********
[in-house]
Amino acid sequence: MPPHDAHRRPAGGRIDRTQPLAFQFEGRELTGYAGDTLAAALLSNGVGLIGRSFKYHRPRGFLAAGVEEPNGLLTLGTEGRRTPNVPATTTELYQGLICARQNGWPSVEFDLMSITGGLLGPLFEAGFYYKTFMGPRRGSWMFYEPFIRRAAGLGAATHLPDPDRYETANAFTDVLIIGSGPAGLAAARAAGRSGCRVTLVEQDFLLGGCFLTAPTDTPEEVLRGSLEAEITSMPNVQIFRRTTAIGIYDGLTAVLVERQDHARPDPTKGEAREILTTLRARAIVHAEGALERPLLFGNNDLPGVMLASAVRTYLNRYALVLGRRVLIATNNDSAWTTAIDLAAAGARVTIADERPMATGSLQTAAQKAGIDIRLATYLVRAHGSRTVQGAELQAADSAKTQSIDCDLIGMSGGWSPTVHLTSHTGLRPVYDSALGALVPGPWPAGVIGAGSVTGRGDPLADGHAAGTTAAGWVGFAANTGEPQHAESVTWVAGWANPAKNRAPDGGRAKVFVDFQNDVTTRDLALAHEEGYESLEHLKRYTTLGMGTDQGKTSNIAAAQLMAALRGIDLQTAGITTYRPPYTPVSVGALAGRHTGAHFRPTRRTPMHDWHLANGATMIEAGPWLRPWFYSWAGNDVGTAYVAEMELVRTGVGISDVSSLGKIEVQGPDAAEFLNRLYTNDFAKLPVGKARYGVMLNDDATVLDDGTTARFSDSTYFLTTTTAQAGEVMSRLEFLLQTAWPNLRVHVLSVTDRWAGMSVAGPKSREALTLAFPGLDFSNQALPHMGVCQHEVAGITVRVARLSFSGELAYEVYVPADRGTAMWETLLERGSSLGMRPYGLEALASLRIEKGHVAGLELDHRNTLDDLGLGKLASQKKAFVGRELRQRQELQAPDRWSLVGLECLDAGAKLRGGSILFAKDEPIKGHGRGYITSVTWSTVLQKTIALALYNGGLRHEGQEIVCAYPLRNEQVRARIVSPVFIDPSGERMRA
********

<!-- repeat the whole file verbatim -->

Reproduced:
[in-house]
Amino acid sequence: MPPHDAHRRPAGGRIDRTQPLAFQFEGRELTGYAGDTLAAALLSNGVGLIGRSFKYHRPRGFLAAGVEEPNGLLTLGTEGRRTPNVPATTTELYQGLICARQNGWPSVEFDLMSITGGLLGPLFEAGFYYKTFMGPRRGSWMFYEPFIRRAAGLGAATHLPDPDRYETANAFTDVLIIGSGPAGLAAARAAGRSGCRVTLVEQDFLLGGCFLTAPTDTPEEVLRGSLEAEITSMPNVQIFRRTTAIGIYDGLTAVLVERQDHARPDPTKGEAREILTTLRARAIVHAEGALERPLLFGNNDLPGVMLASAVRTYLNRYALVLGRRVLIATNNDSAWTTAIDLAAAGARVTIADERPMATGSLQTAAQKAGIDIRLATYLVRAHGSRTVQGAELQAADSAKTQSIDCDLIGMSGGWSPTVHLTSHTGLRPVYDSALGALVPGPWPAGVIGAGSVTGRGDPLADGHAAGTTAAGWVGFAANTGEPQHAESVTWVAGWANPAKNRAPDGGRAKVFVDFQNDVTTRDLALAHEEGYESLEHLKRYTTLGMGTDQGKTSNIAAAQLMAALRGIDLQTAGITTYRPPYTPVSVGALAGRHTGAHFRPTRRTPMHDWHLANGATMIEAGPWLRPWFYSWAGNDVGTAYVAEMELVRTGVGISDVSSLGKIEVQGPDAAEFLNRLYTNDFAKLPVGKARYGVMLNDDATVLDDGTTARFSDSTYFLTTTTAQAGEVMSRLEFLLQTAWPNLRVHVLSVTDRWAGMSVAGPKSREALTLAFPGLDFSNQALPHMGVCQHEVAGITVRVARLSFSGELAYEVYVPADRGTAMWETLLERGSSLGMRPYGLEALASLRIEKGHVAGLELDHRNTLDDLGLGKLASQKKAFVGRELRQRQELQAPDRWSLVGLECLDAGAKLRGGSILFAKDEPIKGHGRGYITSVTWSTVLQKTIALALYNGGLRHEGQEIVCAYPLRNEQVRARIVSPVFIDPSGERMRA